Why I won't celebrate Tina Dabi and Athar Khan topping the UPSC
Last week, the results of the prestigious Union Public Service Commission (UPSC) examination were announced and 1078 were candidates selected. The two toppers were hailed and celebrated from all over, not just because they were meritorious and worked hard to make their way up, but because they belonged to certain social categories. The topper Tina Dabi is a Dalit while the second rank was attained by Athar Amir-ul-Shafi Khan, a Kashmiri Muslim.
Structurally both the categories are very different, having different sets of grievances with the Indian State, both having lived different histories and looking for different solutions. While the Dalit question has remained within the constitutional ambit, the Kashmir issue goes beyond the boundaries set by the constitution and sovereignty.
Tina Dabi versus Rohith Vemula
This glorious projection of these young achievers - Tina and Athar - doesn't come as a surprise as the state got a golden opportunity to show it's paternalistic side. It subtly deepened the binary of 'good Dalit versus bad Dalit', or 'good Kashmiri versus bad Kashmiri'. It also provided a certain moral high ground in the aftermath of Rohith Vemula's suicide, which many have termed an institutional murder, as well as the brutal murder of a Dalit woman, Jisha.
In his last letter Rohith wrote, "my birth is my fatal accident" and lamented how the value of a person is reduced to his immediate identity. But in Tina Dabi, you have an achiever who is not identifying her birth as a fatal accident but as an achievement. This finds a parallel in revolutionary thinker Frantz Fanon's description of colonialism as "not seeking to be perceived as a sweet, kind-hearted mother who protects her child from a hostile environment, but rather a mother who constantly prevents her perverse child from committing suicide or giving a free reign to his malevolent instincts".
This reminds us of the famous speech delivered by HRD minister Smriti Irani on Rohith Vemula, in which she reduced him to a "child". A child, who is irrational as well as prodigal. A child, whose irrationality can be exploited by the big daddies of the world to play dirty politics, as Irani would want us to believe.
The whole situation transports one to the latent subjectivities of the performity of victory, of achievement, which is deliberately paralleled with the castiest gaze through which the Dalits are seen. As the television and media bombard us with the happy faces of Tina Dabi and her family, we are made to forget about many Rohiths who are fighting for dignity every day. Those who drove Rohith to suicide go unpunished months after his death, but it shouldn't really matter because they have found their 'good Dalit girl' who washed away all their sins.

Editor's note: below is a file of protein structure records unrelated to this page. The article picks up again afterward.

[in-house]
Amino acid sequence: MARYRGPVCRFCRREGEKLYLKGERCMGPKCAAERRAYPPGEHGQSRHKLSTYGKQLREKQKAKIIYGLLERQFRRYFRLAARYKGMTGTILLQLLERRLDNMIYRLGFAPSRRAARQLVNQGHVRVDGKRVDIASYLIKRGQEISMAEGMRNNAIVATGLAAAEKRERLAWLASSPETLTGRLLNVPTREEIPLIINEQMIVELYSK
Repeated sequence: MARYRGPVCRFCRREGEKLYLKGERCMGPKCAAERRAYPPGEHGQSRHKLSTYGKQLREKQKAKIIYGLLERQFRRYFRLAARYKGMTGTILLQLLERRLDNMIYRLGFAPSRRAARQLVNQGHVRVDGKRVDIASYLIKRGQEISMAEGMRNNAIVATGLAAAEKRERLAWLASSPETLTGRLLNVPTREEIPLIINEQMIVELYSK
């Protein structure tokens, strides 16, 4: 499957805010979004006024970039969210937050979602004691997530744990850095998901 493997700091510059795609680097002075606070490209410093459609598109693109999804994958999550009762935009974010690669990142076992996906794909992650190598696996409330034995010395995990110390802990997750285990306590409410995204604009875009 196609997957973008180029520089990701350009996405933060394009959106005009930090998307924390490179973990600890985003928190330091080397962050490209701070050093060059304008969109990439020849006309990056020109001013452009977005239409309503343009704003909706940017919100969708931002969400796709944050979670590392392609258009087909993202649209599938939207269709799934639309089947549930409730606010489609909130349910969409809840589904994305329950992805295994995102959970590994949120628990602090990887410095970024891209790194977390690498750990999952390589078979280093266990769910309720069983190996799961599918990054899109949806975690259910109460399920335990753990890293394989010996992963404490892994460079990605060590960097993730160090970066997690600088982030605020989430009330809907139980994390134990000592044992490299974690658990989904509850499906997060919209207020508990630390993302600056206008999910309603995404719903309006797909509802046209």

Also read: UPSC 2015: Meet the toppers and newsmakers
Athar Khan: 'the good Kashmiri'
The case of Athar Amir-ul-Shafi Khan again remains interesting as to how a young 23 year old has turned failure into opportunity. Born in the peak years of conflict in Kashmir, Athar did not lose his faith in state institutions. So much so that he did not clear the examination once but twice and eventually made it to the top ranks. He has followed the legacy which Shah Faisal created in 2009 by topping the prestigious examination. But what remains common to both Khan and Faisal is not the UPSC exam, but how they became heroes in the aftermath of a serious spate of state violence in Kashmir.
Only months before Faisal became a national hero, the Kashmir Vally had erupted in protest against the land transfer to the Shri Amarnathji Shrine Board. Over 40 civilians were killed as security forces fired on protestors in separate incidents. One of the protests -- with over 5 lakh people participating in it - was among the largest in Kashmir's history. Though the protests began in response to the land transfer, they eventually led to demands for Kashmir's right to self determination.
The very next year, the young and ambitious Shah Faisal became the brand ambassador of 'normalcy' between New Delhi and Kashmir. His personal merit surpassed his hyphenated identity and he became a marketing symbol to project how young Kashmiris want to be part of Indian mainstream. Similarly Athar's success comes after heart-wrenching Handwara killings. These killings took place when security forces fired on protestors following the alleged molestation of a minor school girl by a soldier.
The official narrative showed the girl as having some liaison with the army person and that her agency was being threatened by the local moral custodians. Couching it in the vocabulary of women's liberation and freedom, the paternalistic side of the state was again shown to us. Athar's achievement also projects stone-pelters and young militants as ruffians who disrupt law and order or are frustrated at the lack of opportunities in Valley.
This is not to belittle Tina's and Athar's achievements. But they are being celebrated not because of their individual success but as sites for psychological warfare.
As Fanon said to Sartre, "The defenses of the colonised are tuned like anxious antennae waiting to pick up the hostile signals of a racially divided world. In the process, the colonised acquire a peculiar visceral intelligence dedicated to the survival of body and spirit". Nothing could suit the designs of the modern state more than something which destroys this visceral intelligence. The compartmentalisation between achievers and non-achievers, or to say achievers in those spheres which state deems important establishes the ground for the destruction of this visceral intelligence. With Tina and Athar, the Indian state has found a good Dalit girl and a good Kashmiri boy for itself and will rejoice till the next controversy breaks out.
(The views expressed here are personal and do not necessarily reflect those of the organisation.)